I moved to Melbourne from Edinburgh for the festival spirit: both are cities of ideas, curiosity, and great arts programs. I’m often asked about the differences between the two, besides the weather and the geography, and while I make jokes about dark winters and castles I can’t separate their personalities out from their locations.
Melbourne has a clear central hub, a massive sporting infrastructure and a busy business district. Its cultural events draw people from many hours away, with events taking place indoors, outdoors and at venues throughout a city whose daily work/shop/study routine doesn’t pause, unless you creep away to look from the nearby peace of the riverbank.
I’ve only seen this town really stop twice: once for the Grand Final footy parade that peculiarly takes place before the big match, rather than as a victory march. The other occasion is White Night, a one-night carnival of crazy in the CBD that drew crowds of half a million in 2014.
While I have some strong reservations about this event – the crush in some of the crowds is terrifying, the funding levels require interrogation, the relationship with the existing arts scene needs to be actively nurtured – big, splashy events are important. They make a statement about a city’s personality and its intentions, and it’s hard to argue with an event that so visibly brings a sprawling city together to experience art and dance and music and literature.
Sense of place intimately affects the nature of the festivals that their cities produce – space impacts structure, influences audience reaction, changes opportunities that strangers and friends have for shared experiences. I’ve had to adjust the way I build events so they work for audiences, from simple alts around cloakrooms (not required in 40+ degrees!) to timing sessions to allow significant travel time. This is particularly necessary when taking into account regional impact – people are prepared to drive for long distances, and deserve a thoughtful program that takes their journeying into account.
Digital Writers Festival
This space and distance is partly why I love digital programming. It won’t replace that physical festival joy of connecting directly with a writer or performer, but the tech available can make it a rich, if different, experience. The new Melbourne-based Digital Writers’ Festival was a fine experiment in just that – sparking quality conversation between living rooms around the world. Here’s the teen panel on blogging and digital stories, one of many kickass chats beamed to any user with a broadband connection:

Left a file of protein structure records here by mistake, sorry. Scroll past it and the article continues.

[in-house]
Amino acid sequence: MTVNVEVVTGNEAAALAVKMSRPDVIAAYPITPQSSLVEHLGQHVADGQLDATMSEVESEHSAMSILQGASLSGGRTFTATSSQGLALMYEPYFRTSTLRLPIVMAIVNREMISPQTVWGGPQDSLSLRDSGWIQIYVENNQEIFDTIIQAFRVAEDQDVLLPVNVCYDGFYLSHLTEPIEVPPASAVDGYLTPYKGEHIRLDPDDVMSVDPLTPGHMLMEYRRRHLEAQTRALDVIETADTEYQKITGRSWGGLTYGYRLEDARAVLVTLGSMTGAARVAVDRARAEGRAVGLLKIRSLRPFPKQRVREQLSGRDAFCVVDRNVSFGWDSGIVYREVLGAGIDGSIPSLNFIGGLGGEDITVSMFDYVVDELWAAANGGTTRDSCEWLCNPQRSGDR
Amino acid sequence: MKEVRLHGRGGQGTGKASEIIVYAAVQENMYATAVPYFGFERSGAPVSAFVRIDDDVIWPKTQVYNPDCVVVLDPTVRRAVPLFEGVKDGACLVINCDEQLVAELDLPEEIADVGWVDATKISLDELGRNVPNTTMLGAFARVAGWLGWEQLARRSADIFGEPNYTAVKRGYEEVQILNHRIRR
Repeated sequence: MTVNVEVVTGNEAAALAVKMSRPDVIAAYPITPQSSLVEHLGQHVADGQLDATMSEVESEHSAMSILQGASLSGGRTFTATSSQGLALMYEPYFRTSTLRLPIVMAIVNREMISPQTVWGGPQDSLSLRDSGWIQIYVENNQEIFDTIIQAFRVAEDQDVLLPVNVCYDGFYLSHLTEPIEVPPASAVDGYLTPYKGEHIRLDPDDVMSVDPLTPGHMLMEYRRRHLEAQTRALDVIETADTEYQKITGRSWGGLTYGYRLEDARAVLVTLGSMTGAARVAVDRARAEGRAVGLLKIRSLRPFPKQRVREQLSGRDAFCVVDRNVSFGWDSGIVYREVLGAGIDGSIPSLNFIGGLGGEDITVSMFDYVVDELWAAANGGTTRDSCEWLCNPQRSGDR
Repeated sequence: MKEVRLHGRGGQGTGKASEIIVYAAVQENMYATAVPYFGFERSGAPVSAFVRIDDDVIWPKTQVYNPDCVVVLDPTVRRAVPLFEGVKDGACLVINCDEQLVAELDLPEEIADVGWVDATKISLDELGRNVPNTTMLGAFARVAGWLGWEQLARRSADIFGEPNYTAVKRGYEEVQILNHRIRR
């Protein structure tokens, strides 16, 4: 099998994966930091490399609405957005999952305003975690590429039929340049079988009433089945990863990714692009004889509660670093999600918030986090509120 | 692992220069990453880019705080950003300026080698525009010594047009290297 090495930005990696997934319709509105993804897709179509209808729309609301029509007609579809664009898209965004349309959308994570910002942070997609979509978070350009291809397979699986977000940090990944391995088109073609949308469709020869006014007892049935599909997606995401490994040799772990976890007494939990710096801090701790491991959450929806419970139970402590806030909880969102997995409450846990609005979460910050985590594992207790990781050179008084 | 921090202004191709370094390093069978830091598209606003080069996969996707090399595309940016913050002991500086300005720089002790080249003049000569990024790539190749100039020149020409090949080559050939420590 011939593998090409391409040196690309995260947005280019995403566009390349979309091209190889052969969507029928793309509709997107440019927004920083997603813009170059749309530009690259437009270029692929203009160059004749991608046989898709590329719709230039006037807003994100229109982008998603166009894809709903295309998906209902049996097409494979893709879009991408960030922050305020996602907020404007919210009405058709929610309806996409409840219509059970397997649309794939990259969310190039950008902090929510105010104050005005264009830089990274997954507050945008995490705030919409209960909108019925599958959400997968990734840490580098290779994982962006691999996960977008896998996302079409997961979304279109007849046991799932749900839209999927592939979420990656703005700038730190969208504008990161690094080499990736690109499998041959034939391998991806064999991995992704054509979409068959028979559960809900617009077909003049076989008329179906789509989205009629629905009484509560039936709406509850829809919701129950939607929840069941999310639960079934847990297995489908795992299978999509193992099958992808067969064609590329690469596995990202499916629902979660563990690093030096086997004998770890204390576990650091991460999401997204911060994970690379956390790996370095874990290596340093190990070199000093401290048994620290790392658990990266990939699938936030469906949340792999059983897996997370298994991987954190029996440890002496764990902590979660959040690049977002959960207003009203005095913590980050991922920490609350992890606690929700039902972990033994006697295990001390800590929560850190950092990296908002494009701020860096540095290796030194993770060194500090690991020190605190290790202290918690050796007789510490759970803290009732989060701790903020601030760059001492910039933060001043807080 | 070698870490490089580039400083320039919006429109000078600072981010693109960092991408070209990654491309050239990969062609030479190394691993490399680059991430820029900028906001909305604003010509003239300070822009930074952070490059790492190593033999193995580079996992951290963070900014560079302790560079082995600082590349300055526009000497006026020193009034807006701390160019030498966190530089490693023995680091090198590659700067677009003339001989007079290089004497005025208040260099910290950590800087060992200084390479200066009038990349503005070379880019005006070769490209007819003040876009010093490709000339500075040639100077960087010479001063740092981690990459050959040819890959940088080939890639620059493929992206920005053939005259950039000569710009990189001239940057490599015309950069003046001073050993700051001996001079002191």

A Festival Recipe
Like her Scottish City of Literature counterpart, Melbourne has a significant academic community and also does a wide trade in conferences. I’ve been thinking about the differences between festivals and conferences, and how the best examples have the same ingredients.
Each has a clear program identity, provokes new ideas, introduces quality speakers and provides time for social connections within the audience. So often it’s a combination of personal discovery and validation: your interests or work subjects are shared and celebrated by others, and new iterations are presented. I see that in action in the gaming events, the library lectures, the teaching meet-ups that go on across town. They aren’t festivals though: a festival space has a time limit, a deadline the squeezes a community together in one environment, hothousing the debates.
I saw the combination of discovery and community at the recent Pause Fest: a design industry that did not get enough chances to meet one another and compare notes. While Pause knows it has an opportunity keep opening its program to a wider creative audience (and to actually have some women on the bill) it seems to know what its core heartland of design professionals are looking for.
Festivals are hard yet joyous, because they are not just immersive experiences for the audience: they take over the lives of the fine people that run them, design them, program them, communicate them, find funding for them and dream about them at 3am. The idea of your festival constantly insists on being better, on reaching more people. If this doesn’t happen, then your event is not pushing enough boundaries, which is part of what the best festivals are about.
Festival audiences – how we cater to them, excite them, talk with them and yet push them into uncomfortable new worlds – are a whole other post though. Another time. For now, I’m off to wander the late-summer laneways and search for my next festival experience.